el ganeden d'esmareldas

the garden of emeralds

Coudersport, Pennsylvania, US

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Coudersport was founded when the Ceres Land Company purchased the land in 1796 to create a new town and county. Its name comes from a man, John Coudere, who provided loans so that the company could purchase the land. However, the land wasn’t settled until 1813, when a family of seven built a cabin. Shortly after, a blacksmith, mill, prison, bar, store, and school were created. As more mills were built, people moved to the town looking for work. Soon enough, Presbyterian and Methodist churches were founded. One of the resident’s homes is notable for being a station of the Underground Railroad. In his house, he had a secret room to hide fugitive slaves and many of the people of the town helped to hide the slaves as well. The town grew quickly, gaining a hotel, tannery, courthouse, and boarding school among other things. It is also notable for being the residence and death place of Eliot Ness, an American agent who strongly enforced Prohibition. Coudersport reached its peak population in 1900, at about 3,200 residents, and lost many of its residents in the 50s. Today, Coudersport has a population of under 2,500 residents.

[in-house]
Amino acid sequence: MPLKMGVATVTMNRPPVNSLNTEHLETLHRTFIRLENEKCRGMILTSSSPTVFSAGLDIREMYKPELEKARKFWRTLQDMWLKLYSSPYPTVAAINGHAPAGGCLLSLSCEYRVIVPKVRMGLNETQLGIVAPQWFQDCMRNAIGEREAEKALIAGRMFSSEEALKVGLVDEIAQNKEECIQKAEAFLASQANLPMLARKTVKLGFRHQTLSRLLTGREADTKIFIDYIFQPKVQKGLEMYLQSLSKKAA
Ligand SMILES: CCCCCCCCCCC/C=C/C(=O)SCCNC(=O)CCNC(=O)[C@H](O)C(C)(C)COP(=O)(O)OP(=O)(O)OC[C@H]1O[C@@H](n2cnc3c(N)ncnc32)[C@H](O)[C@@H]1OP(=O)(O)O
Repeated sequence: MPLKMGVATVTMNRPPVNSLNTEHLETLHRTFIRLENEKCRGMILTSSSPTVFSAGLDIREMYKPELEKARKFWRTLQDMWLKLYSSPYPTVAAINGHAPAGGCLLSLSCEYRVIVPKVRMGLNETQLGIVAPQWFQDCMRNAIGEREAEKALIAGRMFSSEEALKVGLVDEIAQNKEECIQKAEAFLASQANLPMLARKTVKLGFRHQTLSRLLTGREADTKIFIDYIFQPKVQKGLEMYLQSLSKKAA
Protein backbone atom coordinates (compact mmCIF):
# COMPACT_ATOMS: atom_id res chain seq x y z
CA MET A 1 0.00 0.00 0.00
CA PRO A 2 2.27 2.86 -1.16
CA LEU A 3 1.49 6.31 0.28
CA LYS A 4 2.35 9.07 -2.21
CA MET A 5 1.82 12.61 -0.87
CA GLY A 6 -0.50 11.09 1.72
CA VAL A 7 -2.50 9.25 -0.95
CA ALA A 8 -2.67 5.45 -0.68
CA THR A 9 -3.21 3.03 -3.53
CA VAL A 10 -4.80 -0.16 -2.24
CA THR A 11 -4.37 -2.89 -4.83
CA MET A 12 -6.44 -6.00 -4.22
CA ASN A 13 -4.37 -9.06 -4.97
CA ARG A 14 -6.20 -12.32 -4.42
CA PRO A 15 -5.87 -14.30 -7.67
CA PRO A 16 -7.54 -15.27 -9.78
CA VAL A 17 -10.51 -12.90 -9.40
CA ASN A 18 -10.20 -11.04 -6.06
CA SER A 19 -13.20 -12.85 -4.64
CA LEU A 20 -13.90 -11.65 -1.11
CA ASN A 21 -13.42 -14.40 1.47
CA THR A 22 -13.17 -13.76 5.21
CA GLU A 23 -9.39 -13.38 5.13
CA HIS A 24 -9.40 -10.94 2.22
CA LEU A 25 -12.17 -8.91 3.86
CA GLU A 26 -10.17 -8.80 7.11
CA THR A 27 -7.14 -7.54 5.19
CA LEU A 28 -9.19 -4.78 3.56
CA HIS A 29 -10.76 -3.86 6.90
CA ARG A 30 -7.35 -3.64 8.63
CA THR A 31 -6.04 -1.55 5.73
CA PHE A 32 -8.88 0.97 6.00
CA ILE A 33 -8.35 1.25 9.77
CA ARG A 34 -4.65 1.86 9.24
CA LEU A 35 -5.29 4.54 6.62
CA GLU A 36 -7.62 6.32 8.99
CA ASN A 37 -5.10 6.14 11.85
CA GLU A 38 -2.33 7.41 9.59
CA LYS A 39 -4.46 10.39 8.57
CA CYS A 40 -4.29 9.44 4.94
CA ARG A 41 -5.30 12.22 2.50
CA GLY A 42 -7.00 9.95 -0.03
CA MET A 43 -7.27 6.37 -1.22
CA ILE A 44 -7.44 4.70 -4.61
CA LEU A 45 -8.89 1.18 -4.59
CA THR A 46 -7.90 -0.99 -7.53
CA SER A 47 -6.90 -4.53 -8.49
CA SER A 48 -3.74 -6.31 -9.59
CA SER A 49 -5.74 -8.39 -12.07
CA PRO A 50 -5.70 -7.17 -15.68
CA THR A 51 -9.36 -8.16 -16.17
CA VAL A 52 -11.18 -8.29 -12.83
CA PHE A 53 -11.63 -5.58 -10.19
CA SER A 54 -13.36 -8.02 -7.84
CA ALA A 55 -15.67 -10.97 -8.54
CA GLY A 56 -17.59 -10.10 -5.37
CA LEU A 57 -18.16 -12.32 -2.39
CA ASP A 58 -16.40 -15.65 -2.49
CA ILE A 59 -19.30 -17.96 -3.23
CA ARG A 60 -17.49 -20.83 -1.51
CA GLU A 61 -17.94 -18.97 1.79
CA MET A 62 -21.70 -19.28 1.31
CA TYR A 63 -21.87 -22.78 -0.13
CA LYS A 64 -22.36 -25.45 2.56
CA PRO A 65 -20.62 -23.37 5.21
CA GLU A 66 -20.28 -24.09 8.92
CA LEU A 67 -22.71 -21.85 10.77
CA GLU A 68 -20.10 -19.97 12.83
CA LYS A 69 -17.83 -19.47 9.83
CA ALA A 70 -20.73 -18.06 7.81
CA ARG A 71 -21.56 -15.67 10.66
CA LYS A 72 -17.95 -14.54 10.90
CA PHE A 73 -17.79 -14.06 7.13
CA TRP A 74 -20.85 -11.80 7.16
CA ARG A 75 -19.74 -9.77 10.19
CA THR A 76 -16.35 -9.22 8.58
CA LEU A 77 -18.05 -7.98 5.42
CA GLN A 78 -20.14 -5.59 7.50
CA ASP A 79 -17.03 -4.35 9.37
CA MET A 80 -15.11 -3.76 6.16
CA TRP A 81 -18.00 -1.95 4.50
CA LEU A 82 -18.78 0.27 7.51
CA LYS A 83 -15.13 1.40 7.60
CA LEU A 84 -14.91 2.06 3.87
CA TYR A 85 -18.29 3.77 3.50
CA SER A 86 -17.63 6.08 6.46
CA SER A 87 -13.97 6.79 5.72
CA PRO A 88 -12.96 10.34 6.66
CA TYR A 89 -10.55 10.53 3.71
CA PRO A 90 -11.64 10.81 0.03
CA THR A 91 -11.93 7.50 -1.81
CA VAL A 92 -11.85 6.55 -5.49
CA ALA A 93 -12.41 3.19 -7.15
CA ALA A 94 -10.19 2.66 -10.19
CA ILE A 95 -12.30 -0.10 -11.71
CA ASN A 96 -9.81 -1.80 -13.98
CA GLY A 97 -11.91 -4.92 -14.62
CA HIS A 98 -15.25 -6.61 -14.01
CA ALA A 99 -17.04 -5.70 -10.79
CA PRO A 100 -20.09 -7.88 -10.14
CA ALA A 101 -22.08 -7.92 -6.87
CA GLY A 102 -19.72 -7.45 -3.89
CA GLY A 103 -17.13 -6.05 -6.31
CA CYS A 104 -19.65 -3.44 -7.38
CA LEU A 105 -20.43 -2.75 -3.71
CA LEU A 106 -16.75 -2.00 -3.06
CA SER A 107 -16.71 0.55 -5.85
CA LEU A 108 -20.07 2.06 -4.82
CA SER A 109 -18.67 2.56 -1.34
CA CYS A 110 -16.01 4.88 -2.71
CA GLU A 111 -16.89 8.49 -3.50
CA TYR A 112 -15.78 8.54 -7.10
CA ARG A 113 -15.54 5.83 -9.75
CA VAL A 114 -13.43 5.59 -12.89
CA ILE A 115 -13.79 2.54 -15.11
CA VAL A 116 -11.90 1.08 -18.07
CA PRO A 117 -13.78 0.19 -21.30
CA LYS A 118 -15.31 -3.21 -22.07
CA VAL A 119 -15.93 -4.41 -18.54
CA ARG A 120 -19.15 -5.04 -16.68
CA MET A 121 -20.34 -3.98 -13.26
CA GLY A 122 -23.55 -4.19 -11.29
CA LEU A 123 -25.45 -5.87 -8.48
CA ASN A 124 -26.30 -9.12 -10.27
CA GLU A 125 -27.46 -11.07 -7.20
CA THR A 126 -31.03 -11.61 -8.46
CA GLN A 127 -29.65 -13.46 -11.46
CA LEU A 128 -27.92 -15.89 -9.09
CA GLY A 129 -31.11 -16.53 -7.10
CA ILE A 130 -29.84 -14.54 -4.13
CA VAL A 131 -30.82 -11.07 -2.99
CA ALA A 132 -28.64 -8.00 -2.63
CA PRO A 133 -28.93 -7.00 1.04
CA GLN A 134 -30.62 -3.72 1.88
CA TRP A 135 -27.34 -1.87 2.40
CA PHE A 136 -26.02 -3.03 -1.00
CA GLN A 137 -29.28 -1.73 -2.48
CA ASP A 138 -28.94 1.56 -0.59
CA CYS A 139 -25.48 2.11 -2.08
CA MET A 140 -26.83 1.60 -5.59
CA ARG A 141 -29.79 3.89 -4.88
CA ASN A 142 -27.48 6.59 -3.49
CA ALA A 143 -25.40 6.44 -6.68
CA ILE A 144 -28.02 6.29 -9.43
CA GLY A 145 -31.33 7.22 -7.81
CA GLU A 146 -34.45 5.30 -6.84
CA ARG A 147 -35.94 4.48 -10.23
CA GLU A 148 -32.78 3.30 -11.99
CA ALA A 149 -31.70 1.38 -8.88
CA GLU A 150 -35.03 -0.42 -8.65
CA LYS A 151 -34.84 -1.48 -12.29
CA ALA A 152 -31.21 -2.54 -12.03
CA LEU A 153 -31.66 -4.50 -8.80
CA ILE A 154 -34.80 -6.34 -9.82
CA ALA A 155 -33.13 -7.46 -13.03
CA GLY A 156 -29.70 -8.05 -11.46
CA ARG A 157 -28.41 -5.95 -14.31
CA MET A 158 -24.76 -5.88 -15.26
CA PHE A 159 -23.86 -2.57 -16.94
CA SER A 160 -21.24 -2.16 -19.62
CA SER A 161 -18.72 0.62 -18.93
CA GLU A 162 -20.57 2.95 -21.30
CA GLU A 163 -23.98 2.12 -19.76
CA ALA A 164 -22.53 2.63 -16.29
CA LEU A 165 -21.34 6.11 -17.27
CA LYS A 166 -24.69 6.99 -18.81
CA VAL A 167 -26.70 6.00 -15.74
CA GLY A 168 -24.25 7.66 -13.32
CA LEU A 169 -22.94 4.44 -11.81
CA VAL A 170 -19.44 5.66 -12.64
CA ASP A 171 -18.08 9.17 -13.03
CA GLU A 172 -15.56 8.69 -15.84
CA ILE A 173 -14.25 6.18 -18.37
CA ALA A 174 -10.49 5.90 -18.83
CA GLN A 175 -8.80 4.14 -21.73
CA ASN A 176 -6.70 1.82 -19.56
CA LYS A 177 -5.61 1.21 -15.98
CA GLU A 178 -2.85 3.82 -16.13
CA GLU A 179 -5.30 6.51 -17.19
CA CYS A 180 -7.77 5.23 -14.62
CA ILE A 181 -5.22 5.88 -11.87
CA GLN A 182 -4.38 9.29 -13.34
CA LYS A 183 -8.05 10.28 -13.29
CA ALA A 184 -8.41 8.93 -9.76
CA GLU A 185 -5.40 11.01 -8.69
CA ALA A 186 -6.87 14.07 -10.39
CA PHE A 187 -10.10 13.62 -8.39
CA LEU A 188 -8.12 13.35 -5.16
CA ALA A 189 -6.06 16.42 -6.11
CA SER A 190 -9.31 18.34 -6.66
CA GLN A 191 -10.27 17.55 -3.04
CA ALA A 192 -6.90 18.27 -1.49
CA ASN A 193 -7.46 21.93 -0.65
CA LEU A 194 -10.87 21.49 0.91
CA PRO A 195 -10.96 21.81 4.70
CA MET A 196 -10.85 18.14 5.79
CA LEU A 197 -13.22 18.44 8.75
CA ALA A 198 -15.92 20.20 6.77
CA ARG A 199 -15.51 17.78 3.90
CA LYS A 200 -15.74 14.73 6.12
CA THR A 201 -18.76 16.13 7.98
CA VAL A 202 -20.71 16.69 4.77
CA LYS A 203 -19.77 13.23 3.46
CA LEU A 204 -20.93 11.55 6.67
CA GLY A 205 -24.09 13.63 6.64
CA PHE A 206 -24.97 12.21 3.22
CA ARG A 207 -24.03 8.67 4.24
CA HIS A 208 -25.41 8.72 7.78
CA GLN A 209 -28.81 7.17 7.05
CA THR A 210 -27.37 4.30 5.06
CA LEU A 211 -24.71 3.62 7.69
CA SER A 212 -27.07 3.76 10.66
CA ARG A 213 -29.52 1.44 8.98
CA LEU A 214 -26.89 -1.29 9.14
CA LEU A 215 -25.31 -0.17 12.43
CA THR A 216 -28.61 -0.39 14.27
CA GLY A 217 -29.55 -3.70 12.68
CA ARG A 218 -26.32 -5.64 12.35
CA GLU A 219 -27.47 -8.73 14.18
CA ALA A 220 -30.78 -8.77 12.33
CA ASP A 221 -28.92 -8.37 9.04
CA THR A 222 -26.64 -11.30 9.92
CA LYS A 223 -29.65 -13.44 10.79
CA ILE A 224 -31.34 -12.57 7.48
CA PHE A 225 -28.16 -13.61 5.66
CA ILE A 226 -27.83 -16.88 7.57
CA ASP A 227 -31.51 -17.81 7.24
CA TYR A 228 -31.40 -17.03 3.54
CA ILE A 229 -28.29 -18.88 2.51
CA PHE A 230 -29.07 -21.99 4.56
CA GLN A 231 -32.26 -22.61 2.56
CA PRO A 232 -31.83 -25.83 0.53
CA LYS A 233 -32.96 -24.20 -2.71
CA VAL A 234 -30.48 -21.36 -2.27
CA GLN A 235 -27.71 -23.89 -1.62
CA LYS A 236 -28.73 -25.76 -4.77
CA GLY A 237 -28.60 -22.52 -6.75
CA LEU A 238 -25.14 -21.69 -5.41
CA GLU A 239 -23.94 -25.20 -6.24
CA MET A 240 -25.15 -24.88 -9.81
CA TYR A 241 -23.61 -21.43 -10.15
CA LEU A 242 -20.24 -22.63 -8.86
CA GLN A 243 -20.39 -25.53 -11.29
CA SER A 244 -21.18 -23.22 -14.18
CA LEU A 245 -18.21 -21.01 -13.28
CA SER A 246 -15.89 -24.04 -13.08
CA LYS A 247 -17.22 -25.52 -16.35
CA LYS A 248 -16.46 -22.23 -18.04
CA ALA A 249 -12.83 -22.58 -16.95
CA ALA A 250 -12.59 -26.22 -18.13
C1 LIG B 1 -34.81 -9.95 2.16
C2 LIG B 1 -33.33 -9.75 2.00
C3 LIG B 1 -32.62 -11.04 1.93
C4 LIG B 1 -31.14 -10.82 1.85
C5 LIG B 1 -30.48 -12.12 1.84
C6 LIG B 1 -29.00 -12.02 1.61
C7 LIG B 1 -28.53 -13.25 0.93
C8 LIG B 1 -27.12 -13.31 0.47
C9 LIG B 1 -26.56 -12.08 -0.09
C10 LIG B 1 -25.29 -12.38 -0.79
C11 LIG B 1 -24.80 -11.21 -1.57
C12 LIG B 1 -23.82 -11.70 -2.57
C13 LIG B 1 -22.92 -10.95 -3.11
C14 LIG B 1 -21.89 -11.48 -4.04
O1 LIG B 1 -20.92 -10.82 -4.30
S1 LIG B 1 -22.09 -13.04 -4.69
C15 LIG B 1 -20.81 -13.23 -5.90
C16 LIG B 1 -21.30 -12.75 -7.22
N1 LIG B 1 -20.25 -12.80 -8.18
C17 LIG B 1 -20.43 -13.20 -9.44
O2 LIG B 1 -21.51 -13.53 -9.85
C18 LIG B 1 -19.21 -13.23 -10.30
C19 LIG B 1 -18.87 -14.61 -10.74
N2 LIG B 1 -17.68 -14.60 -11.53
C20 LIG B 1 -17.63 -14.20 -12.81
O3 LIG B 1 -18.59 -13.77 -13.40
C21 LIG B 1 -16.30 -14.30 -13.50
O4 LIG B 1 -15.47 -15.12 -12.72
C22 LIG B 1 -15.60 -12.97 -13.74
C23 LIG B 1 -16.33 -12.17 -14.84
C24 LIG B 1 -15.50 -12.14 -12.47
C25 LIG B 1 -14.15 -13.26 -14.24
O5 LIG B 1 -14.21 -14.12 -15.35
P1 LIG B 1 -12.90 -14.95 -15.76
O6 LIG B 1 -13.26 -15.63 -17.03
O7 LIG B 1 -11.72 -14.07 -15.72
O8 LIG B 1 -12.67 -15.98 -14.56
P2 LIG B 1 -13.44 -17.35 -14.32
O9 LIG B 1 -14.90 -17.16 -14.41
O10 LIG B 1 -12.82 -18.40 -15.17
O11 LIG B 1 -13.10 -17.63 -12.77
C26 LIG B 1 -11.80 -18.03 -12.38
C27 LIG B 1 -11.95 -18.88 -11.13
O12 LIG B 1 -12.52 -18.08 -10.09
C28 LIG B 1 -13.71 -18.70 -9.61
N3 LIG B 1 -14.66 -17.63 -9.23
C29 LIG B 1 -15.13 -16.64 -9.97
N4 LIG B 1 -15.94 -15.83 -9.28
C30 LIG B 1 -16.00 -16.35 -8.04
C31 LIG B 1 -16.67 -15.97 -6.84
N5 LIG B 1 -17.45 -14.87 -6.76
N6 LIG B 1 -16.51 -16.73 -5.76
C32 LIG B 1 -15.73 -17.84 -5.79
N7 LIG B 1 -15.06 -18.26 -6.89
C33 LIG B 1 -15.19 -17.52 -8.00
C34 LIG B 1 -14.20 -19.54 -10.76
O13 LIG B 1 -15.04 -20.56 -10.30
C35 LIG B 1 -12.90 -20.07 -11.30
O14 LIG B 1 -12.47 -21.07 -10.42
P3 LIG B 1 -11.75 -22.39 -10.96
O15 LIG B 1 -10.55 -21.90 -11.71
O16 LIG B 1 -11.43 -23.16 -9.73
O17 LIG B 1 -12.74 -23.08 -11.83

41 46’26″N, 78 01’07″W

Parkbeg, Saskatchewan, Canada

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The land that Parkbeg is on had an extensive history long before the little town was founded. Many indigenous peoples, including the Plains people, Assiniboine people, Plains Cree people, and Blackfoot people, lived on the land once, and later lived around it until they were forced on to reservation. But they left traces around the land, and artifacts and tipi rings can still be found in and near Parkbeg today. Though Parkbeg got a post office in the early 1910s, it didn’t officially become a town until 1920. Its main industry was grain and it still has one grain elevator (first photo) which is owned by Paterson Grain. It also had strong ties with the Canadian Pacific Railway. By the late 1950s, it was too small to be considered a village anymore.

parkbeg-1

‘On the line between Canada and the US, 1902’ at the Parkbeg train station

50.4500N 106.2667W

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